WITH A&E'S T.V. CAMERAS ON SHORT HIATUS, ASHLEY FORCE BIDS TO REGAIN POINTS LEAD Castrol Driver Among Favorites in CARQUEST Nationals JOLIET, Ill. -- Ashley Force has grown accustomed to, if not fond of, the constant presence of TV...
WITH A&E'S T.V. CAMERAS ON SHORT HIATUS, ASHLEY FORCE BIDS TO REGAIN POINTS LEAD
Castrol Driver Among Favorites in CARQUEST Nationals
JOLIET, Ill. -- Ashley Force has grown accustomed to, if not fond of, the constant presence of TV cameras filming Driving Force, the new real-life series that focuses on her and her two younger sisters, the drag racing daughters of 13-time NHRA Funny Car Champion John Force.
That's why this week's trip to Route 66 Raceway must feel like a jailbreak for the 23-year-old, who will be able to resume her pursuit of the 2006 NHRA Top Alcohol Dragster championship, for one week at least, outside of the glare of the cameras.
The last time producer Brent Travers' crew wasn't tracking her every move, Ashley drove the Castrol dragster to victory in the Summit Racing Southern Nationals at Atlanta, Ga.
However, after falling from first to second to fifth place in the NHRA Lucas Sportsman Series standings over the past four weeks, she and car owners Jerry Darien and Ken Meadows need another Atlanta-like result to thrust themselves prominently back into contention for a championship.
Despite all the distractions, it is on that elusive championship that Ashley has remained focused.
"Jerry and Ken have done just about everything in drag racing," she said. "They've won the U.S. Nationals, the Jeg's All-Stars race, the Auto Club Finals, Gainesville (Fla.), Atlanta, Dallas, but they've never won the championship. They've been close, but they've never won and to win one with them and this Castrol team would be so awesome."
Ashley, who is dividing her time this year between the 270 mile per hour dragster she drives on weekends and the 300 mph Castrol Ford Funny Car she tests on selected Mondays and Tuesdays, already has won two times this year for Darien and Meadows.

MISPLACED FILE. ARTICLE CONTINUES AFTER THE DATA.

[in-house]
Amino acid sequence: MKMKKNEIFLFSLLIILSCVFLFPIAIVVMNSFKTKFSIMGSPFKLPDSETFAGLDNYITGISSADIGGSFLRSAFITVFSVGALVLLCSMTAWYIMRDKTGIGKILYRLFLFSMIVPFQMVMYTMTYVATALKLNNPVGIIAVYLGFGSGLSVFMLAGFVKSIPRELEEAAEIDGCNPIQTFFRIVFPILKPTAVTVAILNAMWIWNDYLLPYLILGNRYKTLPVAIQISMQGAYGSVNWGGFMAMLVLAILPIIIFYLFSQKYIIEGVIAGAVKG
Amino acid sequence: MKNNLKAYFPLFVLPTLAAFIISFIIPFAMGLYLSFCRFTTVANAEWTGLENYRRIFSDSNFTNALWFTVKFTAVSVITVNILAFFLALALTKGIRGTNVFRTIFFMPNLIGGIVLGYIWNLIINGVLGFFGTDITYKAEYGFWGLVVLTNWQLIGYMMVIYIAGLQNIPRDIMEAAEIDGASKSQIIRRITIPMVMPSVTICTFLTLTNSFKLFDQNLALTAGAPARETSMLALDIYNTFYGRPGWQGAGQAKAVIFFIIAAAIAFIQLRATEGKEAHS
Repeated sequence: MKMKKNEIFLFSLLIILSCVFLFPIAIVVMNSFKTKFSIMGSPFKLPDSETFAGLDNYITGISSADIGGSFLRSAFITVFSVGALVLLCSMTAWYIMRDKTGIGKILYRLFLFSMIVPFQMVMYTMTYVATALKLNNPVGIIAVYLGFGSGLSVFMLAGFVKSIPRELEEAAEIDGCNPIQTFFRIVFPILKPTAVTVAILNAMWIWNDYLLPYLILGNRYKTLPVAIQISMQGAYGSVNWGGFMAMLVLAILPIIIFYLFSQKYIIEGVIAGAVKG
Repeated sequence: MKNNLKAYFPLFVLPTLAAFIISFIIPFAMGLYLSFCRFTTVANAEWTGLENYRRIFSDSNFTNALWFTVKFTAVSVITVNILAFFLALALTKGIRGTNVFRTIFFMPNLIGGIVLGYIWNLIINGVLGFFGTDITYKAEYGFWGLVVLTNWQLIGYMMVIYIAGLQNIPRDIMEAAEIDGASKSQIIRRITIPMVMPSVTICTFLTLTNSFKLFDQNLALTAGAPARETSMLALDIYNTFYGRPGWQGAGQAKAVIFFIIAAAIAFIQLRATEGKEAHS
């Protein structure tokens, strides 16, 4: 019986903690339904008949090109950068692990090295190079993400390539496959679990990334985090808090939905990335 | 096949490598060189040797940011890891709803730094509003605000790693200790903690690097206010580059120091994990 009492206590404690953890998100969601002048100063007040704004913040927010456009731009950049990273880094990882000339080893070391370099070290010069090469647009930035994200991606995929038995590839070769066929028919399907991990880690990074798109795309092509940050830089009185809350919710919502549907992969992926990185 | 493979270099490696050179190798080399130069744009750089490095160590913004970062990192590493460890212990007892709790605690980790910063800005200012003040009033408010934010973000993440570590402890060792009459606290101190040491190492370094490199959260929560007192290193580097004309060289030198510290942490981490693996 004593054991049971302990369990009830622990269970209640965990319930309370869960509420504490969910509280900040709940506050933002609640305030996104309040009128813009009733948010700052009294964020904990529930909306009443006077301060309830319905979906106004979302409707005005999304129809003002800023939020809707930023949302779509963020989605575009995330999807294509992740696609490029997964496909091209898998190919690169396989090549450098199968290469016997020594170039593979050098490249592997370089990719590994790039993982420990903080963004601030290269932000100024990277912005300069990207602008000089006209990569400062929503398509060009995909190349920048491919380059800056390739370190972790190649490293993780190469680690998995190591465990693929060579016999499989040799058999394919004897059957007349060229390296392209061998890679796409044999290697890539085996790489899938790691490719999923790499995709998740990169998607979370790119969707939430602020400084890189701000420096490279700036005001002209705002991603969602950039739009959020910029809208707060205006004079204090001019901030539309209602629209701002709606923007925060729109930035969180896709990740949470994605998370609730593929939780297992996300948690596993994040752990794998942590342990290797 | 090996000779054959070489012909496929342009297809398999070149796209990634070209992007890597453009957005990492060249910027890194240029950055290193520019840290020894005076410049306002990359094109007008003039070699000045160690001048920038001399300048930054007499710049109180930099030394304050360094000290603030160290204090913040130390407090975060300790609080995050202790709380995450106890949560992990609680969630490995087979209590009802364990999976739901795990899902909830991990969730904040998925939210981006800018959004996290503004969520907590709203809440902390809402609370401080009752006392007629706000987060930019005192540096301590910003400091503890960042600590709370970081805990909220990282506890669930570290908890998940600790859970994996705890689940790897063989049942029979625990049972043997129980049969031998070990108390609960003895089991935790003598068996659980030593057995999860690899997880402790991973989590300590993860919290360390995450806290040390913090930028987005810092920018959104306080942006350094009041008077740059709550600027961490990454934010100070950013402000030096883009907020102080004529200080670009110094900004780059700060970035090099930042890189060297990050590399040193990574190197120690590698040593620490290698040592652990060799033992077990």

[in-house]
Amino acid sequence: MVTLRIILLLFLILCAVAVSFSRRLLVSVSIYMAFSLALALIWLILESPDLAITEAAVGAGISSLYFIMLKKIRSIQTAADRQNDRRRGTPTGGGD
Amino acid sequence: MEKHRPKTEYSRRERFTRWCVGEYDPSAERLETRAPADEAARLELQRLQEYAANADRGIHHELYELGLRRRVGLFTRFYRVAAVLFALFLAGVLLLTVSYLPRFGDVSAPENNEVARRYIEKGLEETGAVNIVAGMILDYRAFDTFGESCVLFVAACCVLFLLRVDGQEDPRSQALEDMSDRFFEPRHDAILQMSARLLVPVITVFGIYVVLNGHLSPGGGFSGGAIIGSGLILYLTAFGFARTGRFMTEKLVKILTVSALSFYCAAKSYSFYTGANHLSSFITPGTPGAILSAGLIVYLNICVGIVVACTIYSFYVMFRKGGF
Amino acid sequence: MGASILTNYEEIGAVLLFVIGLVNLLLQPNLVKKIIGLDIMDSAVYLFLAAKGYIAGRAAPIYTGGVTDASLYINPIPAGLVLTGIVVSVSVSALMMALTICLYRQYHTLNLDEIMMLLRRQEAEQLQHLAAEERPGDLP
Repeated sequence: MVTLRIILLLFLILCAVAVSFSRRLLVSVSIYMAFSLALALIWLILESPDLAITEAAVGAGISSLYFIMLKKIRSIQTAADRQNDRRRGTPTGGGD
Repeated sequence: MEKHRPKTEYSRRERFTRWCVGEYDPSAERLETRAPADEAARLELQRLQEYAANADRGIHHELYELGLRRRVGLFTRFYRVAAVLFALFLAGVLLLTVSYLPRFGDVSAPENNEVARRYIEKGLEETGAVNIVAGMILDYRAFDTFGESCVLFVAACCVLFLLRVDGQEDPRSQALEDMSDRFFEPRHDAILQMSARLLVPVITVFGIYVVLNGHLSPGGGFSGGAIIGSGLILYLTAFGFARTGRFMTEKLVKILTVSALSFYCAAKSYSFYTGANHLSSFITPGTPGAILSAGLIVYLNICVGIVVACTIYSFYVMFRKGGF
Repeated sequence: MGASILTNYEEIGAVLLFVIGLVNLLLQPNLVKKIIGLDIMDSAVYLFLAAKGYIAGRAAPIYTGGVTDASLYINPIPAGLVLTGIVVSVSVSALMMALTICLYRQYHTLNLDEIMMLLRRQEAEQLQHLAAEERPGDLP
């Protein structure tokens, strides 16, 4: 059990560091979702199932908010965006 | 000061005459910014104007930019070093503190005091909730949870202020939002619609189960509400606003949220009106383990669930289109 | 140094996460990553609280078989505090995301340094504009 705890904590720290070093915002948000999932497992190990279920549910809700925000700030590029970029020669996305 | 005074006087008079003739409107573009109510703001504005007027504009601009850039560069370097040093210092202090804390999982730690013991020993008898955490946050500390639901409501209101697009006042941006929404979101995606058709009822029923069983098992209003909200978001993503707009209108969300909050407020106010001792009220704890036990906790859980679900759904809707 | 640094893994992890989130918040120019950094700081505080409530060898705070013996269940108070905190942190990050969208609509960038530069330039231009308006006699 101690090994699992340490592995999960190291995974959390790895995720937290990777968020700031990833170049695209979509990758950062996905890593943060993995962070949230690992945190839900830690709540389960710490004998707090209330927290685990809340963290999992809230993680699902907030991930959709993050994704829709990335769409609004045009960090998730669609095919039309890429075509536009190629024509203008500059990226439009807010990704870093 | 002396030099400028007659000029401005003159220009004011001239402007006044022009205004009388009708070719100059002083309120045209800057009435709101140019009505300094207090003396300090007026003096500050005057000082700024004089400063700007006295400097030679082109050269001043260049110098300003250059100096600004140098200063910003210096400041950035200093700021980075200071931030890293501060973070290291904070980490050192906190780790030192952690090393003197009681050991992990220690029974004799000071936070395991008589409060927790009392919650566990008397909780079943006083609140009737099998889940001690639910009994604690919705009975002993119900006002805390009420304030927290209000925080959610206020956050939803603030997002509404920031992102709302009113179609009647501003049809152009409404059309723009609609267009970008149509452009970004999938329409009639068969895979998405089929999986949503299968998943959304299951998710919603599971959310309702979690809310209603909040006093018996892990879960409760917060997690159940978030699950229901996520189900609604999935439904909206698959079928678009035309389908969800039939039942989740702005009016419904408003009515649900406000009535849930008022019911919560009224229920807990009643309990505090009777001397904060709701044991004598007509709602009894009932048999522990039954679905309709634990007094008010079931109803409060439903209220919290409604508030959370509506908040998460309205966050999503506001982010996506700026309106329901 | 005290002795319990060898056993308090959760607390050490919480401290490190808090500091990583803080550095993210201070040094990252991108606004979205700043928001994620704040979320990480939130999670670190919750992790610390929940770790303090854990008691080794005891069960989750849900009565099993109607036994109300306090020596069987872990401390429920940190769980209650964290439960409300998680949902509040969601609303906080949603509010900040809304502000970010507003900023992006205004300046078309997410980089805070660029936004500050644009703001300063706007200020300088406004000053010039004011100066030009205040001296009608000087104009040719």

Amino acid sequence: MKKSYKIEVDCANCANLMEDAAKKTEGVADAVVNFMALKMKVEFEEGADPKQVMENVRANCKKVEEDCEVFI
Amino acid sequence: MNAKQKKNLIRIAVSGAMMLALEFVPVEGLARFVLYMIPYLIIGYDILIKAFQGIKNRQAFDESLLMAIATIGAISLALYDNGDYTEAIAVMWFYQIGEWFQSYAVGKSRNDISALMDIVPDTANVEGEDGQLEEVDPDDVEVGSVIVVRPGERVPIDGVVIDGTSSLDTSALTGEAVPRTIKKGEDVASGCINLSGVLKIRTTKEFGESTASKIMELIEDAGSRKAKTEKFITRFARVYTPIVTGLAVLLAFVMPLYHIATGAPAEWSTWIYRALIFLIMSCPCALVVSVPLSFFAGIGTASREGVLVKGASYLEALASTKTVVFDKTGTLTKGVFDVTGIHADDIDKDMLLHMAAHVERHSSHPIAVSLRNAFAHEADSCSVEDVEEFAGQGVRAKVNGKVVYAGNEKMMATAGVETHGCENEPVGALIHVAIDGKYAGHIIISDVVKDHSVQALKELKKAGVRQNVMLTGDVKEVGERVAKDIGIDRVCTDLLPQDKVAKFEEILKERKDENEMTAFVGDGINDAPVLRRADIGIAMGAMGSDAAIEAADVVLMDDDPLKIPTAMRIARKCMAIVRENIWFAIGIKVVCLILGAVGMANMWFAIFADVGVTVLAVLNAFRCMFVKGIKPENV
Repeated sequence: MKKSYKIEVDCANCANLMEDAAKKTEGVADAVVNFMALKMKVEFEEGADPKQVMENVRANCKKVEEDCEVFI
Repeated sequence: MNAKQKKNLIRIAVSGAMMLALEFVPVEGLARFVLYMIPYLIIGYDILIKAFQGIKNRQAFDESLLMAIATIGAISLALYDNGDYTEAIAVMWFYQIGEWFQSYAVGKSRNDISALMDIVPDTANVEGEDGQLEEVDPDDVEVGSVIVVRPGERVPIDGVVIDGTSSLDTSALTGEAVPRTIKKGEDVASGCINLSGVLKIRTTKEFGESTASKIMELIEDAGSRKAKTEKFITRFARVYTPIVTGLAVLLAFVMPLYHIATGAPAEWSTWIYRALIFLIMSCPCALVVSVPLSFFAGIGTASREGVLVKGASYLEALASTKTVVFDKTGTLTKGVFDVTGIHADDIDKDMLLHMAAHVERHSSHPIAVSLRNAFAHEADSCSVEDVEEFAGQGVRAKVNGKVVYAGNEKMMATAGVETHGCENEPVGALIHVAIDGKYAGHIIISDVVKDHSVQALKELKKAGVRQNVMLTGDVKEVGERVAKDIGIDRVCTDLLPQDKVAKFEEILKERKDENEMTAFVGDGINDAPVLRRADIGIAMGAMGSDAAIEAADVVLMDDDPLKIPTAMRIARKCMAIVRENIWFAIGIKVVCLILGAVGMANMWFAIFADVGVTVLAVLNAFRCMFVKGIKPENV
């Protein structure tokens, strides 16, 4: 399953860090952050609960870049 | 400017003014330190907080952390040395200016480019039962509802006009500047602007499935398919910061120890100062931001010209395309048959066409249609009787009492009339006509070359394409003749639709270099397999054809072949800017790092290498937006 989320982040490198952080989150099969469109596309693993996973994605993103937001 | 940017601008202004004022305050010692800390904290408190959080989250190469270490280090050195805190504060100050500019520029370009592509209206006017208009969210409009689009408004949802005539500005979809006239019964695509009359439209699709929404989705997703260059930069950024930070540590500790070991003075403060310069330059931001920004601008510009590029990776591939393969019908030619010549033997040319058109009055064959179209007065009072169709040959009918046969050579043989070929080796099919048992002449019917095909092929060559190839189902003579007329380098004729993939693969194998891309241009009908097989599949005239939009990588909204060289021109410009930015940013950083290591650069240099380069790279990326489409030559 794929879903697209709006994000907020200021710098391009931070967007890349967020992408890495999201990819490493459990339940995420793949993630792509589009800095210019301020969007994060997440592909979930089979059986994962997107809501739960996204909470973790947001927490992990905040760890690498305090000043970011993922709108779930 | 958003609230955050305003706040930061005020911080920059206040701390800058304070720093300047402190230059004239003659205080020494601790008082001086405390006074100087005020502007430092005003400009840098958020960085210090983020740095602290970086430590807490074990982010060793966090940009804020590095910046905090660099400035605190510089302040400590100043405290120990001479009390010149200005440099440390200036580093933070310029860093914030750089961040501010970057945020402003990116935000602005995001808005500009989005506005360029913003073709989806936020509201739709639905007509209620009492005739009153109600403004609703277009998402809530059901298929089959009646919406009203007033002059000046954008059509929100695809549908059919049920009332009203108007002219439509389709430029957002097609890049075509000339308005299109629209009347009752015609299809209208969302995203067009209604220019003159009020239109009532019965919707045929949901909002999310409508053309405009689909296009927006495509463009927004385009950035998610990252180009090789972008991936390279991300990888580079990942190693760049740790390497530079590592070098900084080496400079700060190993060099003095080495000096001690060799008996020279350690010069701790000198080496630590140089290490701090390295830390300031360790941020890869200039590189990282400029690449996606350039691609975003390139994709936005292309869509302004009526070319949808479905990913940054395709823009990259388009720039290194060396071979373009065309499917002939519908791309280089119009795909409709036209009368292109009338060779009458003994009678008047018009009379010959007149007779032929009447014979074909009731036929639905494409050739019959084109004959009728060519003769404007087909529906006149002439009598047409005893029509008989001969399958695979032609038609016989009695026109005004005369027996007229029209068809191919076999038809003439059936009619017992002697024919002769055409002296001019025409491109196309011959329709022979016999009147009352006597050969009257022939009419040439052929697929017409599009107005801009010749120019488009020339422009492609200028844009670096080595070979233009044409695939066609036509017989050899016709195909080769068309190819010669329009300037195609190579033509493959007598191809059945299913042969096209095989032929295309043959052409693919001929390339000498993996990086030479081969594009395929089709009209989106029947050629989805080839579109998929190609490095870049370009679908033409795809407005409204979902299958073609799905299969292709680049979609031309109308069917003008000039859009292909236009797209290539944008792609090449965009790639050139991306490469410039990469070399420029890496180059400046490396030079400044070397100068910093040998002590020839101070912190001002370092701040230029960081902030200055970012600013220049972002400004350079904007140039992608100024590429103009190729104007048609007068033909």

A victory this week would make her the season's first three-time winner and likely would push her back into the points lead in an ongoing duel with reigning series champion Steve Torrence, Aaron Olivarez, Randy Meyer, Bill Reichert and Sean O'Bannon, the only other driver to have doubled-up so far this year.
A graduate of California State University-Fullerton where she majored in Communications, Ashley didn't began racing nationally until she earned her degree, an edict from her mother, Laurie.
Once she climbed into the cockpit of the Castrol dragster, however, one would have thought she had been there forever.
In her first season (2004), she won the biggest race in the sport the Mac Tools U.S. Nationals at Indianapolis, Ind., won three of the last five races in the series and finished fourth in national points. She also won the South Central Division championship, an accomplishment that earned her both Rookie of the Year and Driver of the Year honors.
After a disappointing 2005, a season during which the team struggled to adapt to new NHRA restrictions on nitromethane fuel, she bounced back this year to win the ACDelco Gatornationals at Gainesville, Fla., along with the Summit Southern Nationals.
This week, racing on what is widely-regarded as the smoothest track surface on the circuit, she is hoping (1) to earn her third season victory, and (2) to share the winners' circle with either her father or one of his teammates, Eric Medlen or Robert Hight.
Only once in NHRA history have a father and daughter won championships in the same event and that was when John and Ashley prevailed in their respective categories at the season-ending 2004 Auto Club Finals at Pomona, Calif.